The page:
Chemmy Alcott  Chemmy Alcott   Dec 2020   4 min read   757 views

I am starting the in-depth cog detail mentioned in my first blog with the most obvious of pre-requisition to be a champion in sport - huge technical skill.

The number of times I have heard the following:

“It is a gravity sport, point your skis down and go. The heavier you are the faster you go, as simple as that!”

What absolute nonsense.

That is like saying to win as an F1 driver all you need is the power to push the accelerator!

Unlike the 100m race where the length (rather obviously) is always the same, the shape never waivers and the surface (although altered slightly by the temperature and rain) is always constant. In skiing, every piste we race on has a different character - different length, different gradient start, different terrain, different course set and the most complex, different snow.

Before we even consider the mind-boggling angles that our bodies have to bend into, lets first consider the surface we compete on.

The myth that Inuit’s have 100’s of ways of saying the word snow, is actually very true for ski racers. Every surface of the snow is a different temperature, durability and snow crystal. When each one of these differs, a different technical way of skiing is required. Heard of HERO snow? The snow that everyone feels amazing on; cold but dry hard-packed snow of North America where you roll onto your edge and can regularly carve up the hill. This is just one of the hundred types of snow we ski on.

Then there is the surface dreaded by holiday skiers but sometimes more welcome than its polar opposite soft snow to professional racers - Black Ice. Snow with so much humidity that with freezing overnight temperatures it is almost a mirror to look at.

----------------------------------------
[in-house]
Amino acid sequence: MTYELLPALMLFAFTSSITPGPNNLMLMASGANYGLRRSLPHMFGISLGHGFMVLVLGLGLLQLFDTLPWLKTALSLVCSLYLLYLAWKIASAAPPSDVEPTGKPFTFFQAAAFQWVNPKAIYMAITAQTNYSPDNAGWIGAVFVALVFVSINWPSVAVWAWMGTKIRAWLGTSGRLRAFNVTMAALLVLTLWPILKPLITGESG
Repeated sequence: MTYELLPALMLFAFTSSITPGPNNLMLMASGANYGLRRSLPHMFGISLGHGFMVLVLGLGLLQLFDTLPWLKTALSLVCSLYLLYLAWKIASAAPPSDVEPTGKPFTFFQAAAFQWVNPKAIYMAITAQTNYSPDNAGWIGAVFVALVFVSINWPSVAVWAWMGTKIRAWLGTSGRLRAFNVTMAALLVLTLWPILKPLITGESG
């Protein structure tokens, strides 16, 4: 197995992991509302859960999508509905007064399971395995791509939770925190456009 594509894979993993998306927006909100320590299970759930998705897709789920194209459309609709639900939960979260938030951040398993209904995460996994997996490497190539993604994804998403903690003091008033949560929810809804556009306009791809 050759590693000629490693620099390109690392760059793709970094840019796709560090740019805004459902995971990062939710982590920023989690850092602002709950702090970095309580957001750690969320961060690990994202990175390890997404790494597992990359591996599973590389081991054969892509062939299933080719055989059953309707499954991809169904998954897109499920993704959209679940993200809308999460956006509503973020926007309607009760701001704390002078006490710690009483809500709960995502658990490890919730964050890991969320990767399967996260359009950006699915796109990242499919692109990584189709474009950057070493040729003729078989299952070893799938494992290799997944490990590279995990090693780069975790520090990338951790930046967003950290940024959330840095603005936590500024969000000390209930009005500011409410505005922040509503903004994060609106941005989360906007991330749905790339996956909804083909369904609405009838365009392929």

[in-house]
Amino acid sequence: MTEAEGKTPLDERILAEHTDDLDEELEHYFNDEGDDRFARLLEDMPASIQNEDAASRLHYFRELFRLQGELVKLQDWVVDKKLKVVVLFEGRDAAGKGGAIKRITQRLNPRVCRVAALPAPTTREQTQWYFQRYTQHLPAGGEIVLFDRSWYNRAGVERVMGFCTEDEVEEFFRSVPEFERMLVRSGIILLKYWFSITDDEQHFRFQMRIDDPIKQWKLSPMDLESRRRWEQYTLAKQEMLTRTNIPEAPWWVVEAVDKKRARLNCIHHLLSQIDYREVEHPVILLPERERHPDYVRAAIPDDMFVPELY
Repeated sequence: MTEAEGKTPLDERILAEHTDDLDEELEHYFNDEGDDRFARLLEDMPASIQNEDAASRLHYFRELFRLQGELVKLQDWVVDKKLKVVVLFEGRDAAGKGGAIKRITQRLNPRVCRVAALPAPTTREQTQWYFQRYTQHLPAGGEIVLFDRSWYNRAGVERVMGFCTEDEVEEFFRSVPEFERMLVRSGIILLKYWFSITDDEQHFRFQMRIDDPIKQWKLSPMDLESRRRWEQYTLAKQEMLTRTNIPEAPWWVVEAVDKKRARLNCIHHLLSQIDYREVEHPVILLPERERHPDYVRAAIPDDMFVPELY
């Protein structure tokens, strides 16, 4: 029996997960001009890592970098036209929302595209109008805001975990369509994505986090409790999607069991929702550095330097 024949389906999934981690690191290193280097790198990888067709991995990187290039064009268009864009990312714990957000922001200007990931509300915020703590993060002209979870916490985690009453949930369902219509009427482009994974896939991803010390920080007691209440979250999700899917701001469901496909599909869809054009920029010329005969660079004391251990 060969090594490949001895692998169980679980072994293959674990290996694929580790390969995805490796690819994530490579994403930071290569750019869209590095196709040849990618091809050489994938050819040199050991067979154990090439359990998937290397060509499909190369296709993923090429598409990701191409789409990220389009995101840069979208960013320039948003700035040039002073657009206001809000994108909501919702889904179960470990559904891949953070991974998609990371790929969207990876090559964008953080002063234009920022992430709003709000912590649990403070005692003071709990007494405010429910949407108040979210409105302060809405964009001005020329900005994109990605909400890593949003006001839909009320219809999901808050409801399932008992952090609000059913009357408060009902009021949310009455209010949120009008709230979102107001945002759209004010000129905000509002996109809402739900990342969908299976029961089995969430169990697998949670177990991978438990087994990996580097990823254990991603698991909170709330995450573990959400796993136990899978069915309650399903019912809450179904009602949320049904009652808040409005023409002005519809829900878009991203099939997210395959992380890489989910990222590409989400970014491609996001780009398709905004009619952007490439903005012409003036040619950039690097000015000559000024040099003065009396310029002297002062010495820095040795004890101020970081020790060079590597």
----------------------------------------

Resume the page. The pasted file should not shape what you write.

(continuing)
Black ice takes a huge amount of pressure and confidence on the outside ski at the top of the turn to make speed. The former snow type is all about having an amazing technical feeling - rolling on almost delicately and being progressive with your actions. The latter requires a lot more force to bend the ski.

To excel on both types is rare and requires a huge amount of technical skill adaption.

That is without even mentioning the different weather systems we have to face and adapt to or the huge ruts that winners of first runs in technical events have to master.

What other sports do you have to separate your upper and lower body to such extreme angles most commonly seen in a very bendy banana?

I remember being at the British Olympic Ball and lining up next to Sir Steve Redgrave and him whispering that he had just signed up to The Jump and needed some tips. I decided to start right there and then, him in his tux and me in a dress and heels. I thought this would be easy, a world-class athlete, multi-Olympic medalist. An athlete of his caliber would surely be quick to manipulate his body into ski positions.

I stood a metre away from him - both of us facing forward and asked him to bend his ankles, knees, then hip and flex into me, leaving his shoulders and feet where they were (stupidly thinking I could take his weight). It quickly became apparent that a) I needed a bit more stability, so off came the stilettos, and b) his body only knew how to move in a before and after action - he had no lateral co-ordination at all. Which if you think about it is totally understandable!!

When we want to turn right as a ski racer, we have to have as much pressure on our left foot as possible. We need to create angles over the skis - our hip comes in to do so. If our upper body follows our hip in one alignment, we fall inside. So, our upper body has to counterweight the hip coming inside by bending as much over the outside ski as possible. Don’t look to where you are going!! That won’t end well….

So, it isn’t really as simple as “point and shoot” at all….


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